A penchant for self-pity and a demand that others be held to standards to which they refuse to hold themselves are identifying markers of the Trump administration so far.
Kellyanne Conway, the Trump counselor and infamous spokeswoman for “alternative facts”, is blaming “haters” for all of the flack she’s getting for making up a fictional massacre to justify Trump’s Muslim ban.
In a Fox News’ Media Buzz interview airing Sunday, Kellyanne Conway defended her “misstatement” in which she referred to a fictional “Bowling Green massacre” which “didn’t get covered.”
Conway “… called some of her critics ‘haters’ and said she corrected her error as soon as she learned about it.” Conway told Howard Kurtz, “I should have said plot or I should have just called them terrorists. … I clarified immediately. I should have said terrorists and not massacre.”
“I misspoke one word. The corrections in the newspapers that are attacking me are three paragraphs long every day.”
Conway’s fictional terrorist attack in Bowling Green by Iraqis used to justify Trump’s Muslim ban didn’t go over well because… there was no Bowling Green massacre.
Here’s Conway’s original claim, “I bet it’s brand new information to people that President Obama had a six-month ban on the Iraqi refugee program after two Iraqis came here to this country, were radicalised and they were the masterminds behind the Bowling Green massacre.”
The difference between “plot” and “massacre” is pretty significant. One is a plan, the other is an event that happened. Let’s plug in Conway’s claim of what she meant to say, and see if it makes sense.
“… they were the masterminds behind the Bowling Green
massacre plot.” The problem here is the Justice Department literally wrote in 2012, “Neither was charged with plotting attacks within the United States.”
Now “terrorists”: “… they were the masterminds behind the Bowling Green
massacre terrorists.” No, this inaccurately implies a terrorist attack or plot on Bowling Green.
Remember, this phrase was being used to justify a Muslim ban, so the wording is crucial. Conway is even now conflating “massacre” with “plot” and “terrorists”, suggesting something did happen, something that justifies a ban on Muslims because they are domestic “terrorists”.
This nefarious conflation isn’t a new tactic. See “weapons of mass destruction” being used to justify an invasion of Iraq.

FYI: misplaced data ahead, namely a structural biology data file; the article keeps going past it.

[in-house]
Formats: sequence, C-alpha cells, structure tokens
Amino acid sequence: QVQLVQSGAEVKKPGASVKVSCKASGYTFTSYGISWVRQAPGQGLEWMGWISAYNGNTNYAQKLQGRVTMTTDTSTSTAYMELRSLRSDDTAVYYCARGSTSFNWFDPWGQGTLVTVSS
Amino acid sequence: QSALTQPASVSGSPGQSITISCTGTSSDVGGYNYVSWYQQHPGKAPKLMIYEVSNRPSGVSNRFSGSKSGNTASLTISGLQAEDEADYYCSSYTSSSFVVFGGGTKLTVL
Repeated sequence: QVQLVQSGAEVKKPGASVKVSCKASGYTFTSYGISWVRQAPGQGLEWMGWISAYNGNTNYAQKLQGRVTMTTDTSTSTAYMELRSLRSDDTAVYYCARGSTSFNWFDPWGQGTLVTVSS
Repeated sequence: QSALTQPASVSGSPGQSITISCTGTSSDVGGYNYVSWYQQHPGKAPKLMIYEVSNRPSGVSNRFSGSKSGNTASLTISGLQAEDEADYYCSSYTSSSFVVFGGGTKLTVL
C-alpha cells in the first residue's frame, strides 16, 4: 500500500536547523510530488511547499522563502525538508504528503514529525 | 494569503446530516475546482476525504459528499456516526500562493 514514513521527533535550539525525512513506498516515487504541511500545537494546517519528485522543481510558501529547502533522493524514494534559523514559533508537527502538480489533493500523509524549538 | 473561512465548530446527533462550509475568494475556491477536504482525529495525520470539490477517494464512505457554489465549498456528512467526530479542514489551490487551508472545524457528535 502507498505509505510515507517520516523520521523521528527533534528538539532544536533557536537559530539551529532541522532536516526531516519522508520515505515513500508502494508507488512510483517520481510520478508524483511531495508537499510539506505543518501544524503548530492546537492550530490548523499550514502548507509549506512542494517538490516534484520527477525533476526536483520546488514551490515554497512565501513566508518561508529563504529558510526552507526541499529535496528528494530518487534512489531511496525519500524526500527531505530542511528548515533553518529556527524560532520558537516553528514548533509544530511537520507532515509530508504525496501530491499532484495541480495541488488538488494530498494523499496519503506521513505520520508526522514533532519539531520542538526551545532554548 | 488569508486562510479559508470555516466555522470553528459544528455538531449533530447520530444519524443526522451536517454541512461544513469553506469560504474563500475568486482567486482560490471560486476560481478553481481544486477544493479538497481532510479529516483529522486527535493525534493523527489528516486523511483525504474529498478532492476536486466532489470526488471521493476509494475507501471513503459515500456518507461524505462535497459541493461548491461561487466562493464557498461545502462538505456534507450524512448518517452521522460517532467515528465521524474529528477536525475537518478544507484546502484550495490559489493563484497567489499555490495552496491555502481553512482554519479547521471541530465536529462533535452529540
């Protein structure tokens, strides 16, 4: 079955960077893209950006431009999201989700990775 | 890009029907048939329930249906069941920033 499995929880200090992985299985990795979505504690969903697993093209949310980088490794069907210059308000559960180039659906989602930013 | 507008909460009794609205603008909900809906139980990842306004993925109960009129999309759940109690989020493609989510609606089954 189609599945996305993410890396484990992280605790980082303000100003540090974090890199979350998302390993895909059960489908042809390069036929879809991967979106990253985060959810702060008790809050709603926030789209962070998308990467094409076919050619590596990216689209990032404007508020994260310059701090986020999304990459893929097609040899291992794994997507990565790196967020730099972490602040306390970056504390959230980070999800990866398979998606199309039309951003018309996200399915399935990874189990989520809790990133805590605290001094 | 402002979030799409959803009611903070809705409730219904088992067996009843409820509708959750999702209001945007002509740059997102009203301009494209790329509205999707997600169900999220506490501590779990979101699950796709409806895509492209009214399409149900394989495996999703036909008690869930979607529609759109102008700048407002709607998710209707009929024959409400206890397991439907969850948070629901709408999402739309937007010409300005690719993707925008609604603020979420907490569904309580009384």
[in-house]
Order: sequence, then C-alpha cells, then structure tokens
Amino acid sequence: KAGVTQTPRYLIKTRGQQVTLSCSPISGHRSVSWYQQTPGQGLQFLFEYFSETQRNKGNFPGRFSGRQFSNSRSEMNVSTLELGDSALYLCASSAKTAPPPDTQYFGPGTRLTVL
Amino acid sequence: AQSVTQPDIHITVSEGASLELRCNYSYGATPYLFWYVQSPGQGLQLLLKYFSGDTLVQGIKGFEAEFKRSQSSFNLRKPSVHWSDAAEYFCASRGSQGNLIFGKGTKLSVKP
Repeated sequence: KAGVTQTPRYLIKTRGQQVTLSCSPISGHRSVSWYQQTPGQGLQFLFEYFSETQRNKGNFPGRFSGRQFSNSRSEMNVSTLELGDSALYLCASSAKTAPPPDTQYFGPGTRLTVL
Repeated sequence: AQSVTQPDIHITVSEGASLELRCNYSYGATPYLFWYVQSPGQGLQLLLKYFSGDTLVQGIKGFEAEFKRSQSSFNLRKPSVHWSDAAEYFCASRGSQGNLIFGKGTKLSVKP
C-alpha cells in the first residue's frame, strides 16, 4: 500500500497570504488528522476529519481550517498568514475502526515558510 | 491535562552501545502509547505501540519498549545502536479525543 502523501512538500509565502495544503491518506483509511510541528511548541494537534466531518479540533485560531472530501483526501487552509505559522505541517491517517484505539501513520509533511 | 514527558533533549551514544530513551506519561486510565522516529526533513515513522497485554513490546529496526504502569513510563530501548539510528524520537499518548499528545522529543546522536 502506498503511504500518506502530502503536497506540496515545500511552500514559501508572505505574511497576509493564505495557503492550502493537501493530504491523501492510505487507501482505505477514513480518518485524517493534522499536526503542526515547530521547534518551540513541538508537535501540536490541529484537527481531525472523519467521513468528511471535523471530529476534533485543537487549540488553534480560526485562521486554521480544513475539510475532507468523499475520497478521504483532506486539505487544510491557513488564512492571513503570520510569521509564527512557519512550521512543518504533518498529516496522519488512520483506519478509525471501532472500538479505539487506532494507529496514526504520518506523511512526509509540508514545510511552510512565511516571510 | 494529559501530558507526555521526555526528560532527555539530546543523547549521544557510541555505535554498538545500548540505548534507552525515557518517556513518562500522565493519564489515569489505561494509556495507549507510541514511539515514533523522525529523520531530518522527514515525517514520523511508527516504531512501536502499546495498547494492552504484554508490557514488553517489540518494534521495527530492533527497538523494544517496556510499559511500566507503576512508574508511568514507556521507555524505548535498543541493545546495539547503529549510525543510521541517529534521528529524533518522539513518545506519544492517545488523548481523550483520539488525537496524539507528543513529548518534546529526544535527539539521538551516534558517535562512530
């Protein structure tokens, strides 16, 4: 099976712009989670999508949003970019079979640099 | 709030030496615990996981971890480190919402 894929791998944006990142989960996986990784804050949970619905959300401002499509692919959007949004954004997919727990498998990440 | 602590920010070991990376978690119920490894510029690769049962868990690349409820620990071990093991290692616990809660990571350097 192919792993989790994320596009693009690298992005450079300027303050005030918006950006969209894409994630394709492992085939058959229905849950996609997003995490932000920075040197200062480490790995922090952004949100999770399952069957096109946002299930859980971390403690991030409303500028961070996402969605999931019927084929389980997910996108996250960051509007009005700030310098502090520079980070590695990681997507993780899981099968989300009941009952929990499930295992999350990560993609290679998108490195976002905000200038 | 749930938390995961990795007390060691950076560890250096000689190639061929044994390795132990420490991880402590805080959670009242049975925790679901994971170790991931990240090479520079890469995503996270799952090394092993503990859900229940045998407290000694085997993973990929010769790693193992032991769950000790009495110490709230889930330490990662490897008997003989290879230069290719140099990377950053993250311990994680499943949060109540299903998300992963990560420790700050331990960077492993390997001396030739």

So even this correction, this moving of the goal posts so as to suggest a clarification, is not accurate. Is it really wrong that the media is focused on the President’s adviser citing imaginary history to justify an unconstitutional ban? No, it’s not. And it’s not “haters.” Facts matter. Accountability matters.
CNN’s media expert Brian Stelter asked on Friday if networks should still have Conway on. My thoughts were that they should do so only if she agreed to concede to reality regarding her past lies, without deflecting, as a show of good faith. Because that is what someone would do who was actually committed to being more accurate in the future.
That is not what Conway did in this Fox News interview.
Kurtz reported that when he asked if the White House “should be equally forgiving of mistakes by journalists, she said: ‘That is not what the president means when he says fake news on his Twitter. He is talking about things that are invented and just inaccurate.'”
Things that are invented. Like, say, a fake massacre.
The only real fake news around is coming from Donald Trump and his administration. These people threw a fit over a pool report that the bust of MLK was missing in Trump’s Oval Office, a report that was corrected within the hour. They threw a fit over accurate reporting of Trump’s relatively small crowd sizes.
Kellyanne Conway is whining about haters and claiming that the White House doesn’t need to allow journalists to make honest mistakes, but she should be forgiven for her pattern of outright fabrications.
So that’s a sorry, not sorry if you’re keeping track, which CNN seems to be. Conway intends to rock on with her alternative facts, and bury herself in self-pity over the haters, aka, people who value reality.
Any attempt to adhere to reality is seen as a personal attack by Trump conservatives.
Riddle me this, what’s the difference between calling a group of people “deplorables” versus “haters”? If the first was wrong, why isn’t the second.
Ms. Jones is the co-founder/ editor-in-chief of PoliticusUSA and a member of the White House press pool.
Sarah hosts Politicus News and co-hosts Politicus Radio. Her analysis has been featured on several national radio, television news programs and talk shows, and print outlets including Stateside with David Shuster, as well as The Washington Post, The Atlantic Wire, CNN, MSNBC, The Week, The Hollywood Reporter, and more.
Sarah is a member of the Society of Professional Journalists.